There is an abundance of books concerning 20th century concert music--anlytical, historical, polemical--you name it, someone has written about it.

I have some favorites and I imagine some/most of you do, too. I'd like to compile a list of some of the best of the bunch, mostly as resource, but also in the hopes of coming across something I haven't heard of or that I have meant to read.

I'd like suggestions for the list, in the following three categories:

1) books by composers;
2) books not by composers; and
3) fiction and poetry in which 20th century concert music plays an important role.

Please offer suggestions in the comments, or feel free to email me.

1 comment:

  1. Steve —

    A list of books that I find useful to composers is here:


    As to 20th century music history, William Austin and Marian Bauer remain very useful for the first half of the century, but for the second half, I think you have to gather the limbs of Osiris, as it were, from lots of different sources. Michael Nyman's book on Experimental Music was personally very important (I got it, in High School, the year it was first published), and Paul Griffith's Modern Music, as a general survey of the European avant-garde. In German, Dibelius's two volume history is very good and surprisingly well-balanced.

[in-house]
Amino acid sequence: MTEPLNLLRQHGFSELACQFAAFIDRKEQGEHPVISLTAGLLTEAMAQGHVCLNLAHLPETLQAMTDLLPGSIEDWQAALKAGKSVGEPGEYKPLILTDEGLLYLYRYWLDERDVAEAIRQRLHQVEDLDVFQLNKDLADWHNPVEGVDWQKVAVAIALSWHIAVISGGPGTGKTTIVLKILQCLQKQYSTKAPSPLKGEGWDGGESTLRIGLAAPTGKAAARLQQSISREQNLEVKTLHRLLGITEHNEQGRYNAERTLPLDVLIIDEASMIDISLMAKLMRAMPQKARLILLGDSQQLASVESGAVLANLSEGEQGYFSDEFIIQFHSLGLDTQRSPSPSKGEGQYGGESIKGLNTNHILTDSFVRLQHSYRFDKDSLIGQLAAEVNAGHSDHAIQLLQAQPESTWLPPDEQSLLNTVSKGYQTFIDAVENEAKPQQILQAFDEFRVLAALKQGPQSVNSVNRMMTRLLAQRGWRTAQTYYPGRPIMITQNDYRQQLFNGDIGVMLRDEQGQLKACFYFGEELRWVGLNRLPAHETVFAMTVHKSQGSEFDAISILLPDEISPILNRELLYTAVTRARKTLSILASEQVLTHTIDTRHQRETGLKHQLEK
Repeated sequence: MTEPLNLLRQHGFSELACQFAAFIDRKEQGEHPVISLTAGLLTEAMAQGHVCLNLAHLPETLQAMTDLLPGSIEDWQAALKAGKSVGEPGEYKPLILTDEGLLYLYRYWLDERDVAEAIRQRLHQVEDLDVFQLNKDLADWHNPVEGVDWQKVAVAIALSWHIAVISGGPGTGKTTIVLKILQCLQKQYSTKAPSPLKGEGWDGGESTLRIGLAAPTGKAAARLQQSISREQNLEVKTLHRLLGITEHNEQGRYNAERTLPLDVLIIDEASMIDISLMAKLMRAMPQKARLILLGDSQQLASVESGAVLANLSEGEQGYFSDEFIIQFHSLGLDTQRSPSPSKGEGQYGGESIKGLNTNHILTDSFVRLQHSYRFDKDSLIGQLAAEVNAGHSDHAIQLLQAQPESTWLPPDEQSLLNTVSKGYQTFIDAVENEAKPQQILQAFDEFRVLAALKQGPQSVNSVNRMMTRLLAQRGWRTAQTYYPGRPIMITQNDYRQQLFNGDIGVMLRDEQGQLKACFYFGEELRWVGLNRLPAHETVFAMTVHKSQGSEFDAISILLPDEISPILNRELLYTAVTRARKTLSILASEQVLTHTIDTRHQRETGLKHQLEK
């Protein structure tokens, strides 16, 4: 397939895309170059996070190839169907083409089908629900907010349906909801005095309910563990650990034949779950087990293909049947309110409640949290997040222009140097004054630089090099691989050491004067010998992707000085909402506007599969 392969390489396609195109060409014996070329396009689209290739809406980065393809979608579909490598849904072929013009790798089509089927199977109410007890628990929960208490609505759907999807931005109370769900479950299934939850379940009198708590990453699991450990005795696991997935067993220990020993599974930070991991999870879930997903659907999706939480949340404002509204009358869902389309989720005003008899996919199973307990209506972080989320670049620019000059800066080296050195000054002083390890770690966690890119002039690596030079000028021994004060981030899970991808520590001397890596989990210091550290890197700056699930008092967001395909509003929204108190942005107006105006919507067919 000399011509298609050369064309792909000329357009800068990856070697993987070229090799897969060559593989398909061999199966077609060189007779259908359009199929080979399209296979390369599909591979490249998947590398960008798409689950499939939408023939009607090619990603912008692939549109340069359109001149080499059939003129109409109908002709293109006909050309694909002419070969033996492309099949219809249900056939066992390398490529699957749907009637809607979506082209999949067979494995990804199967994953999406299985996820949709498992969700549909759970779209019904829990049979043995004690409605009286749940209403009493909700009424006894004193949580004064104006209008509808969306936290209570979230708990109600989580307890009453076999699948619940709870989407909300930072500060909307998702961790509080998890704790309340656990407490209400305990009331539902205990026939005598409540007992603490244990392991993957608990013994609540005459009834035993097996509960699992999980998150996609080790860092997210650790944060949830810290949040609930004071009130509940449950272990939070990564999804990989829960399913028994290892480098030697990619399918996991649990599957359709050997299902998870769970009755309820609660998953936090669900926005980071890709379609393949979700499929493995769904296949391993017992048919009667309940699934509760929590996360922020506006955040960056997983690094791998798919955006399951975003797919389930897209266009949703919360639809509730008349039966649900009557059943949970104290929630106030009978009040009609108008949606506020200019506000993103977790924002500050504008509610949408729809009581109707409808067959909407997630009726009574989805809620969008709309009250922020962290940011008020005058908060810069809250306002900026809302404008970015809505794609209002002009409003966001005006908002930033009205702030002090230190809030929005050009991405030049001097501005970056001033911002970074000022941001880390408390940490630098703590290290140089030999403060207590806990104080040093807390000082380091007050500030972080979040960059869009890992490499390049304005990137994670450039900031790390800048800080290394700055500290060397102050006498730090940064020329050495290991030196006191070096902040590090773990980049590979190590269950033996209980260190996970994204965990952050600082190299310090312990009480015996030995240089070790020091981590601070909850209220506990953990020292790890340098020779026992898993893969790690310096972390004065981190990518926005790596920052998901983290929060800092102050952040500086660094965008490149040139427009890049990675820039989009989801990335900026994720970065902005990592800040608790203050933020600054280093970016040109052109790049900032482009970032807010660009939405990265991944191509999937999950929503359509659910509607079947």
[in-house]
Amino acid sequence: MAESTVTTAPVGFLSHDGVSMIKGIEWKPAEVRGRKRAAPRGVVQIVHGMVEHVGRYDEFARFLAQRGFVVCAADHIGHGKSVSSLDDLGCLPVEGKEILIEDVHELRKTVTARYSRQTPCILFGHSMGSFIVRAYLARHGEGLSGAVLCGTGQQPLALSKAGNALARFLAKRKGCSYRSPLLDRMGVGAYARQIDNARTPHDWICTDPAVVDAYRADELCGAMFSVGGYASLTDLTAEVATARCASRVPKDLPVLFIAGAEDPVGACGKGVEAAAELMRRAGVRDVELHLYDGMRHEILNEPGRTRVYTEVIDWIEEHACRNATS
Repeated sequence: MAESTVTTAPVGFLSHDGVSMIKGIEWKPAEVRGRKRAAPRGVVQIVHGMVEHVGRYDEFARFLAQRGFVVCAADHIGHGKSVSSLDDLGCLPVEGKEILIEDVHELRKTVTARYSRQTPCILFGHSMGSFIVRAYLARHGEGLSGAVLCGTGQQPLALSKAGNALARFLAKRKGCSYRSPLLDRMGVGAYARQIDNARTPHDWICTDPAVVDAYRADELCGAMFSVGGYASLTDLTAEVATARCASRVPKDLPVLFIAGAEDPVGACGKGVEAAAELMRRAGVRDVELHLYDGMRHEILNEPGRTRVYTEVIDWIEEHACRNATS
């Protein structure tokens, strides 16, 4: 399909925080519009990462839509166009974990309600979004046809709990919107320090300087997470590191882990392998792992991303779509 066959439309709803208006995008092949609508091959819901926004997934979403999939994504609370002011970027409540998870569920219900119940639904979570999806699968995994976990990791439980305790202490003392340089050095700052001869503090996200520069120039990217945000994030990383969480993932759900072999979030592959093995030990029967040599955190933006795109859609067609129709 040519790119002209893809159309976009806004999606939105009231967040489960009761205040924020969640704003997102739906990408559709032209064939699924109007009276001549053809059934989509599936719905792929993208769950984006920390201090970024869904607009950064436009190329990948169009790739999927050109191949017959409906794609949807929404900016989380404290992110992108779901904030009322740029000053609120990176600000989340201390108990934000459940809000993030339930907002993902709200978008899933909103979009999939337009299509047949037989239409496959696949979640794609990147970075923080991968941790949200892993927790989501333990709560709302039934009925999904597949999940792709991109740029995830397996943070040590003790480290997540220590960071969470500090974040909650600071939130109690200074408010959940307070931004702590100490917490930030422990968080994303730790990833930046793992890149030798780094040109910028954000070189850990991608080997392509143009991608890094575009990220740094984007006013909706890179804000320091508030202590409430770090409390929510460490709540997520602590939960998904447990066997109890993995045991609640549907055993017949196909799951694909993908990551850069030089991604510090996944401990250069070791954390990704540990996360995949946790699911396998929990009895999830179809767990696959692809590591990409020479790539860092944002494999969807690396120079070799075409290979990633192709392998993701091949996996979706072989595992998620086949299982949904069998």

The attempts at big, sweeping general histories are less successful, Taruskin's Oxford History, despite spending two volumes on the 20th century, is disappointing in amost every chapter as the necessary selectiveness leads to many odd lacunae, for example in his treatment of Cage. (That said, Taruskin's two-volumes on Stravinsky and the Russian tradition are brilliant and inspiring.)

    As to fiction and poetry, I'm sure you have the most familiar examples (Werfel's Verdi, Mann's Doctor Faustus, Gaddis's The Recognitions and JR) but perhaps less familiar to you are the epistolary novels of Nathaniel Mackey, beginning with The Bedouin Hornbook and the fiction of Carter Scholz, who is also a fine composer.